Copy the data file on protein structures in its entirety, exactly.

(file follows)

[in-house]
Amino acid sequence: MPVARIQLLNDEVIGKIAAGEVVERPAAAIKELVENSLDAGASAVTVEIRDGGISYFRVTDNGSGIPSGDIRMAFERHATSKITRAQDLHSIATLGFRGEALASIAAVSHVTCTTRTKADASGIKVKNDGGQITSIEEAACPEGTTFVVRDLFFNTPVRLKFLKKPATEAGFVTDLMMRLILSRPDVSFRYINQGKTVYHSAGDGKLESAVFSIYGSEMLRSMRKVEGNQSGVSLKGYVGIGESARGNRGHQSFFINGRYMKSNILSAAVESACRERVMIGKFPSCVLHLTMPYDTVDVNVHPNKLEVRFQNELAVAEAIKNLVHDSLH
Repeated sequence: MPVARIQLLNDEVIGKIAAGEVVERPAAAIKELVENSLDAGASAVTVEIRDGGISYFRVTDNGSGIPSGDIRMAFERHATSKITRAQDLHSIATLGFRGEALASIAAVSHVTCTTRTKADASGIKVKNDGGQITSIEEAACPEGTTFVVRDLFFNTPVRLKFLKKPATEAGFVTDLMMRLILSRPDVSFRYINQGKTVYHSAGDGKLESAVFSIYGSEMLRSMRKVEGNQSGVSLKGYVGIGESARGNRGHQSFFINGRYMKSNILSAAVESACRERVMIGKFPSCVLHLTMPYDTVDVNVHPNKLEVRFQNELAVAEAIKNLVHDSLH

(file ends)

[in-house]
Amino acid sequence: MPVARIQLLNDEVIGKIAAGEVVERPAAAIKELVENSLDAGASAVTVEIRDGGISYFRVTDNGSGIPSGDIRMAFERHATSKITRAQDLHSIATLGFRGEALASIAAVSHVTCTTRTKADASGIKVKNDGGQITSIEEAACPEGTTFVVRDLFFNTPVRLKFLKKPATEAGFVTDLMMRLILSRPDVSFRYINQGKTVYHSAGDGKLESAVFSIYGSEMLRSMRKVEGNQSGVSLKGYVGIGESARGNRGHQSFFINGRYMKSNILSAAVESACRERVMIGKFPSCVLHLTMPYDTVDVNVHPNKLEVRFQNELAVAEAIKNLVHDSLH
Repeated sequence: MPVARIQLLNDEVIGKIAAGEVVERPAAAIKELVENSLDAGASAVTVEIRDGGISYFRVTDNGSGIPSGDIRMAFERHATSKITRAQDLHSIATLGFRGEALASIAAVSHVTCTTRTKADASGIKVKNDGGQITSIEEAACPEGTTFVVRDLFFNTPVRLKFLKKPATEAGFVTDLMMRLILSRPDVSFRYINQGKTVYHSAGDGKLESAVFSIYGSEMLRSMRKVEGNQSGVSLKGYVGIGESARGNRGHQSFFINGRYMKSNILSAAVESACRERVMIGKFPSCVLHLTMPYDTVDVNVHPNKLEVRFQNELAVAEAIKNLVHDSLH